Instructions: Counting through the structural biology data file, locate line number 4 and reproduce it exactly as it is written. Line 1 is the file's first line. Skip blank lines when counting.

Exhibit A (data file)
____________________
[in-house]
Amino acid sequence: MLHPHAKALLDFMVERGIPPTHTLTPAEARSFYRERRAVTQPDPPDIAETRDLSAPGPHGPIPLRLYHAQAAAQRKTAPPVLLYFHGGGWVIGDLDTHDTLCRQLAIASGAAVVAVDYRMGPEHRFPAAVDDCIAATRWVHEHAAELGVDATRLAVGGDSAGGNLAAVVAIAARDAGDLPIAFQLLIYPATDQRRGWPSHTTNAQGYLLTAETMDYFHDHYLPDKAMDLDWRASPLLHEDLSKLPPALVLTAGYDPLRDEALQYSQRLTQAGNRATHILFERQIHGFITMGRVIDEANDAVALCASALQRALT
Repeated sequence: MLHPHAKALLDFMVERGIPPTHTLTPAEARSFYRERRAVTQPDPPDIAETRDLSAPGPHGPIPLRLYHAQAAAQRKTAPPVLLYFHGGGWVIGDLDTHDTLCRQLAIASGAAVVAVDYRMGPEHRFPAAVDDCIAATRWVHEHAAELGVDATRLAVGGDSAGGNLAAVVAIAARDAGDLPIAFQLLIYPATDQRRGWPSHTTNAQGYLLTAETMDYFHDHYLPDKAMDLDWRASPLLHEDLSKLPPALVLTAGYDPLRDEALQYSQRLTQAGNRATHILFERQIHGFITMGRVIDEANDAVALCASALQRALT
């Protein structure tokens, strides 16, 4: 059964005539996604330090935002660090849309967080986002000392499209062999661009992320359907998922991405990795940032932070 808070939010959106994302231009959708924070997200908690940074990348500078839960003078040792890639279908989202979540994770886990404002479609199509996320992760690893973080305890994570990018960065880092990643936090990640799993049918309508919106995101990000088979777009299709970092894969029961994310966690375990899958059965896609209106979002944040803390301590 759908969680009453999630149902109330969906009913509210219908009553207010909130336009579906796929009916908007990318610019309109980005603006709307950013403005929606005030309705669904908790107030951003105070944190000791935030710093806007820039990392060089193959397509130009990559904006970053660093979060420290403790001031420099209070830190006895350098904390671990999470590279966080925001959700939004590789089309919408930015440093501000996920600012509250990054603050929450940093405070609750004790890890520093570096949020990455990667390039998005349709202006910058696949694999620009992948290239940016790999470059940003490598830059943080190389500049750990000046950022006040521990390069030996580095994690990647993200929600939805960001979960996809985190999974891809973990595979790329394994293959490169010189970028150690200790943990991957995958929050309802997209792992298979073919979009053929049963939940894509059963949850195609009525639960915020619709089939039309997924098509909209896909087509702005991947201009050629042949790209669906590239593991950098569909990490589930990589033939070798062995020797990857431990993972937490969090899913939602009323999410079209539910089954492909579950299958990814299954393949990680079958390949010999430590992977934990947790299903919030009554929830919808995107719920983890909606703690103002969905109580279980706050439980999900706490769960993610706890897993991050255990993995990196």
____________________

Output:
């Protein structure tokens, strides 16, 4: 059964005539996604330090935002660090849309967080986002000392499209062999661009992320359907998922991405990795940032932070 808070939010959106994302231009959708924070997200908690940074990348500078839960003078040792890639279908989202979540994770886990404002479609199509996320992760690893973080305890994570990018960065880092990643936090990640799993049918309508919106995101990000088979777009299709970092894969029961994310966690375990899958059965896609209106979002944040803390301590 759908969680009453999630149902109330969906009913509210219908009553207010909130336009579906796929009916908007990318610019309109980005603006709307950013403005929606005030309705669904908790107030951003105070944190000791935030710093806007820039990392060089193959397509130009990559904006970053660093979060420290403790001031420099209070830190006895350098904390671990999470590279966080925001959700939004590789089309919408930015440093501000996920600012509250990054603050929450940093405070609750004790890890520093570096949020990455990667390039998005349709202006910058696949694999620009992948290239940016790999470059940003490598830059943080190389500049750990000046950022006040521990390069030996580095994690990647993200929600939805960001979960996809985190999974891809973990595979790329394994293959490169010189970028150690200790943990991957995958929050309802997209792992298979073919979009053929049963939940894509059963949850195609009525639960915020619709089939039309997924098509909209896909087509702005991947201009050629042949790209669906590239593991950098569909990490589930990589033939070798062995020797990857431990993972937490969090899913939602009323999410079209539910089954492909579950299958990814299954393949990680079958390949010999430590992977934990947790299903919030009554929830919808995107719920983890909606703690103002969905109580279980706050439980999900706490769960993610706890897993991050255990993995990196």